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Saturday 14 May 2016

Not to Us by Katherine Owen


I admire every single person who writes a book. I may not like the book, it may have faults, but I can’t ever take away from an author that he or she has poured out thousands of words to fulfil a dream to pen a novel. Truly admirable.

So, here’s the thing: the key word there is the ‘a’ in 'a great idea'. I can’t help thinking that this author scribbled down a number of ideas and thought, I know, I’ll put them all into one book. Result? Idea overload. (Which stretched to covers as well: I've seen four for this book.)  Can you have too much drama in one book? Quite possibly. 

Ellie’s husband has an affair with her best friend. The big C rears its ugly head. Ellie marries best friend’s husband. That’s probably enough to make a pretty good story, but no, let’s throw in two tragic deaths, a pregnancy, infidelity (yes, more) and you find yourself pretty stuffed after this smorgasbord of cheesiness.

And now, just to confuse you…despite what I’ve said, I…er…actually quite enjoyed it. (quite…let’s not get too carried away). 

I found it a little hard to understand how Ellie seemed to be able to have men…three of them…falling at her feet. She was full of cancer and babies and not much personality, and yet they were all declaring undying love for her. It was all a bit mushy, despite dealing with some pretty full-on issues, and none of the characters were developed enough. It was hard to like, or even dislike, any of them.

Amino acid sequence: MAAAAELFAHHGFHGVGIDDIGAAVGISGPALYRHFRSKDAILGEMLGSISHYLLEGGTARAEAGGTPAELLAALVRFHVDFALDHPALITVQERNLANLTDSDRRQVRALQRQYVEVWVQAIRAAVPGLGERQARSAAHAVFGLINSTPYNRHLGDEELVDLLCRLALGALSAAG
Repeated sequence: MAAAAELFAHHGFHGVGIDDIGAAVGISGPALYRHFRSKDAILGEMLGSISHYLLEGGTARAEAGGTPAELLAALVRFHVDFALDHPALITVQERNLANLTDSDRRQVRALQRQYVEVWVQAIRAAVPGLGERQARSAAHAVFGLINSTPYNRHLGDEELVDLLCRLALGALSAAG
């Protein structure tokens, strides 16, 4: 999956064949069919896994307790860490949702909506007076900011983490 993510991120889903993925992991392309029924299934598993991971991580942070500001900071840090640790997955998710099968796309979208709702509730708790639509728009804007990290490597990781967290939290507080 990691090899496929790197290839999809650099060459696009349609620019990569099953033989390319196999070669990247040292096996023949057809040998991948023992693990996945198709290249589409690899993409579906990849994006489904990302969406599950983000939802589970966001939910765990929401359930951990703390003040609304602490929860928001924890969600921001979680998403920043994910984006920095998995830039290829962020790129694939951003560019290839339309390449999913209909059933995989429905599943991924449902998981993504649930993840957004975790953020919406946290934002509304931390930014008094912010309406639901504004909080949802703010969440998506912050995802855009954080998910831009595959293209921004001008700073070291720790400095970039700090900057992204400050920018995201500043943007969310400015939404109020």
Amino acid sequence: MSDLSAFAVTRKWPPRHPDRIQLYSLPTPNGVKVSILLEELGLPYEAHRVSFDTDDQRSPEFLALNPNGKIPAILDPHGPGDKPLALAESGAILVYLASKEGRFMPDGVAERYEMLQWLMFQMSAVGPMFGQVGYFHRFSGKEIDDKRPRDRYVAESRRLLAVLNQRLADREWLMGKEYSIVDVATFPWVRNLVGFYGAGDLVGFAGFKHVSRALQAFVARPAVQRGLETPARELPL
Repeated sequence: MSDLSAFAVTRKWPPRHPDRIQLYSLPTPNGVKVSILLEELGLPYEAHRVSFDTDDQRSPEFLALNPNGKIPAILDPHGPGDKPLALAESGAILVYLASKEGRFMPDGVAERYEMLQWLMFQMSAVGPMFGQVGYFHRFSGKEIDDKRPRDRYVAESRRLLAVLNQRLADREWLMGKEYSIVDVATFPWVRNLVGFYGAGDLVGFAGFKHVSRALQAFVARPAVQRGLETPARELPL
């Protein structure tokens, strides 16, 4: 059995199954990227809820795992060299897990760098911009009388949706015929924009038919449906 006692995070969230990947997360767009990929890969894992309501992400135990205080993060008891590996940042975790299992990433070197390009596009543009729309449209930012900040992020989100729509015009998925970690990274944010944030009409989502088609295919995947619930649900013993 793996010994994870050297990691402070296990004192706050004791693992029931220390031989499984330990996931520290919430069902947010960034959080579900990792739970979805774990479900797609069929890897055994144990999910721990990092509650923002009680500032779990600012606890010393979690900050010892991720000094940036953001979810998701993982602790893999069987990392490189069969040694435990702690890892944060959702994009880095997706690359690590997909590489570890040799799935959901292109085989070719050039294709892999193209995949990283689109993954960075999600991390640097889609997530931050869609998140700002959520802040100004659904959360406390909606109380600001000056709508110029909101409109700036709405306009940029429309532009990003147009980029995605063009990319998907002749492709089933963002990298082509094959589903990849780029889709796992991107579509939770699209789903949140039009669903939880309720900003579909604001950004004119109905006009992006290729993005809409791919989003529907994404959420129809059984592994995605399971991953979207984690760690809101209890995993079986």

Four things irritated me: the repetitive ‘bodacious tah tahs’. First time was amusing. The second, a little less. The third raised a titter. But after the seventeenth time, I’d had enough. I was also a little irked by the habit-of-stringing-a-whole-sentence-together-with-hyphens-to-make-it-an-adjective. Thirdly, this was written in the first person, present tense. It didn’t work. The (huge) issues in this book were ones dealt with by different people in different ways: I didn't perceive the gamut of emotions of the other characters, because of the first person POV and present tense. Lastly, the main character, Ellie, is an editor. A pity she didn’t edit her own book. There are a number of grammatical and punctuation howlers.

I really can’t quite fathom why I found it such a compelling read! Apart from the afore-mentioned annoyances, this author does write rather well. There was something about this work that drew me in, and ultimately, it was an effortless read.

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